Just as I start to sing this last couplet, I point to the thankless supposed-engineer, who executes the most technical maneuver of his entire screen time by turning and handing Miranda the envelope from earlier (no continuity point is overlooked!). She opens it, and finds plane tickets. The audience, perhaps, if they are psychic, intuits that they are tickets to Colorado. How is it that I have plane tickets to Colorado handy, despite the metaphorical significance of Colorado having been explicated for what seemed like the first time only the previous evening? And why, after establishing that the next step Miranda wanted for our relationship was progress on finding a new apartment, do I think a vacation is the solution to anything? These are provocative questions, which fortunately the audience is too confused to ask. But Miranda understands, and looks up from the tickets to the camera with an expression of beatific triumph. And then I, obtusely unwilling to let well enough alone, insist on undermining my own conclusion by making a goofy rock-star gesture as "this beat" coincides with the film's concluding snap to black.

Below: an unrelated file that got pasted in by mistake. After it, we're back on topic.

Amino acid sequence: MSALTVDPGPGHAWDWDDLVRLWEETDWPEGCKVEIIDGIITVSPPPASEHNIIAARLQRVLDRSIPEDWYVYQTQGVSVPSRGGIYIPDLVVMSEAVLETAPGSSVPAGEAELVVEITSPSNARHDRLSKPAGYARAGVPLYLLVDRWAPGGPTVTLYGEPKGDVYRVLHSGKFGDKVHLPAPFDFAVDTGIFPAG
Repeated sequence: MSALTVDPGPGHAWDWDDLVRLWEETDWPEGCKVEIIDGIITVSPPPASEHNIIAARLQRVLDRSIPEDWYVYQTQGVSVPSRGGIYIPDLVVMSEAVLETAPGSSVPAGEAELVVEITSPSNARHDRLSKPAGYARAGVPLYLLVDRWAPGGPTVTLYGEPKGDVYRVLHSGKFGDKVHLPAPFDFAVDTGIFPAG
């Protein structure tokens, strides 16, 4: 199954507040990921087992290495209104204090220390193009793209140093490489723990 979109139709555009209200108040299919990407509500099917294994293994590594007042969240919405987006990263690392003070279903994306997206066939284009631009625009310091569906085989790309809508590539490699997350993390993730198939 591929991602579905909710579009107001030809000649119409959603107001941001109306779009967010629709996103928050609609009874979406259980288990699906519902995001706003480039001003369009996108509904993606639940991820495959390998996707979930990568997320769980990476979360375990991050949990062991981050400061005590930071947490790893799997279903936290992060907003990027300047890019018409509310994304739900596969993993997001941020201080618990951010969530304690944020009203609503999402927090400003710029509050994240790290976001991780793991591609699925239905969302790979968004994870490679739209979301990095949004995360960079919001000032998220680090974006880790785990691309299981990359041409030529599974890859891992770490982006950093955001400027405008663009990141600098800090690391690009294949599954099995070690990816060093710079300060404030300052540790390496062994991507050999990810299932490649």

This is not, now that I look back on it, an incredibly flattering fantasy into which to have incorporate my blameless red-headed crush. I have cast her as clingy, insecure and talentless, doting for no demonstrated reason on an insensitive and palpably untalented egotist who seems much more fond of romantic gesture for its gesturality than for its content. Perhaps fittingly, since I knew virtually nothing about the girl, I wrote a part for her that has no appreciable identity. But she does win the boy, such as he is, so it's officially the heroine's role, and in the stunted emotional grammar I had at my command at the age of twenty, it's vaguely sweet.
What I really wish I still had, though, is not the script to this film, but the transcript of what I actually said to the little red-headed girl on the evening I finally spoke to her. I introduced myself, and asked her if she acted. This was a rhetorical question: in 1987 Harvard had not yet adopted randomization for House assignments, and Adams was still the House of hopelessly pretentious and self-conscious arts types. Not everybody took active part in organized dramatic productions, but a sophomore with dyed hair was hardly going to admit, in a crowded and gossip-obsessed dining hall, that she did not act at all. So she said she did, and I finished the gambit by explaining that although I did not know her, she had somehow inspired the lead female role in my student film all the same, and asking if she'd do me and the story the great favor of playing it.